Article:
Evidence is just one of a number of elements that helps to ‘de-risk’ an innovation and accelerate its adoption and spread. But as Dr Amanda Begley, National Director for the NHS Innovation Accelerator explains, there are a range of assurances and mitigations which can support and speed up successful implementation.
At the NHS Innovation Accelerator (NIA), we are frequently asked by potential applicants, assessors and NHS sites: ‘what evidence is needed to get on the NIA?’ To help with this, we now provide evidence summaries for every NIA innovation on our website. However, a focus primarily on evidence tends to provoke diverse opinions, often resulting in a debate that can stall rather than accelerate adoption. So, the question of whether an innovation is ‘ready’ or ‘right’ for the NIA is much broader than simply assessing the evidence base.
NIA assessors are purposely drawn from a broad range of experts to ensure that we capture the views of those using and implementing the innovation. This includes patients, clinicians, commissioners, commercial experts, and academics. Sometimes assessors agree unanimously on the value and readiness of an innovation; other times views vary.
NIA shortlisting and selection – aka de-risking an innovation
The role of the NIA shortlisting and decision-making panels is to review assessor scores and comments against selection criteria (including, but not limited to, evidence) to determine the best applicants and the most impactful innovations.
For each innovation, an informed decision is taken on ‘risk’. For example, are there any clinical, financial, regulatory or reputational risks? If so, can these be mitigated? Finally, these panels determine if we can – via the support available on the NIA – help to de-risk the innovation for its users and accelerate uptake.
Why do we include a focus on risk in NIA selection and delivery? Risk management is a widely used and well-established practice within the NHS, which staff use within any new project. It is not used to prevent delivery. It is used to provide assurance that projects (including adoption of an innovation) are being robustly and safely implemented within an agreed governance structure.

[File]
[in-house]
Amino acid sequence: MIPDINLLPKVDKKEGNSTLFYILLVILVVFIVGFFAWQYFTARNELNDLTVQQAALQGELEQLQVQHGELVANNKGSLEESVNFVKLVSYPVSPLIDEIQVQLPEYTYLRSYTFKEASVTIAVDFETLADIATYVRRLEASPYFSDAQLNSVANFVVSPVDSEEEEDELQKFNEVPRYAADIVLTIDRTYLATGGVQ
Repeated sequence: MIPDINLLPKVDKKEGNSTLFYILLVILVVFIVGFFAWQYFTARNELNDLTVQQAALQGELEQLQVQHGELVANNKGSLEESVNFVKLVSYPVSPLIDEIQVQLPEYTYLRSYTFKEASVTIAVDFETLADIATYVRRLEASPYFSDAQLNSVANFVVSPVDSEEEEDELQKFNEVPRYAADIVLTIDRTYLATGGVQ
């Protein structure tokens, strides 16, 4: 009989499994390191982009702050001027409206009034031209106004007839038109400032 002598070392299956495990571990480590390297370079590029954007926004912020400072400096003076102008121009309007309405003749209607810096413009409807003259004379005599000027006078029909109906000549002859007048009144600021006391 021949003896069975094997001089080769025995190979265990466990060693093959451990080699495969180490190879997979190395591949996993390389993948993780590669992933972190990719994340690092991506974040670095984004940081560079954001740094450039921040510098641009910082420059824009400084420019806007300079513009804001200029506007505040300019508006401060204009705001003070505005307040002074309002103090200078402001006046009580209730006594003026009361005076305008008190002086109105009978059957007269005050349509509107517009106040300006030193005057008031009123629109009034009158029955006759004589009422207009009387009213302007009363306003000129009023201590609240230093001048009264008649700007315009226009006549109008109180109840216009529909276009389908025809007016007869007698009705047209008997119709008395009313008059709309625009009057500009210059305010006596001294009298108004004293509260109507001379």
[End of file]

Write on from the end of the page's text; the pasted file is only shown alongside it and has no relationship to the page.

So, what does de-risking involve? How can we make the adoption of innovations ‘SAFER’ for patients, carers, clinicians, managers and/or commissioners?
Are there opportunities to Share risk?
If patients and the NHS are not the sole bearers of the risk, an innovation can become more attractive. Sharing risk can include a range of mechanisms; from patients making informed consent, through to a business model where buyers only pay for the innovation at agreed milestones and/or when outcomes are delivered.
How can the innovation be Adopted and Adapted?
If users have concerns about adopting an innovation, there are tried and tested methods like co-design and quality improvement, which can help de-risk its implementation. Robustly identifying opportunities for users to adopt and adapt an innovation to their local context. An NHS site may, for example, want to use the innovation with one patient and one clinician and then review – using ‘Plan Study Do Act’ cycles – before adapting and expanding its use. NIA Fellows are open to this adaption, and also share practical insights (like Care City’s Blueprint for AliveCor’s Kardia) across sites, facilitating knowledge transfer for time constrained NHS staff.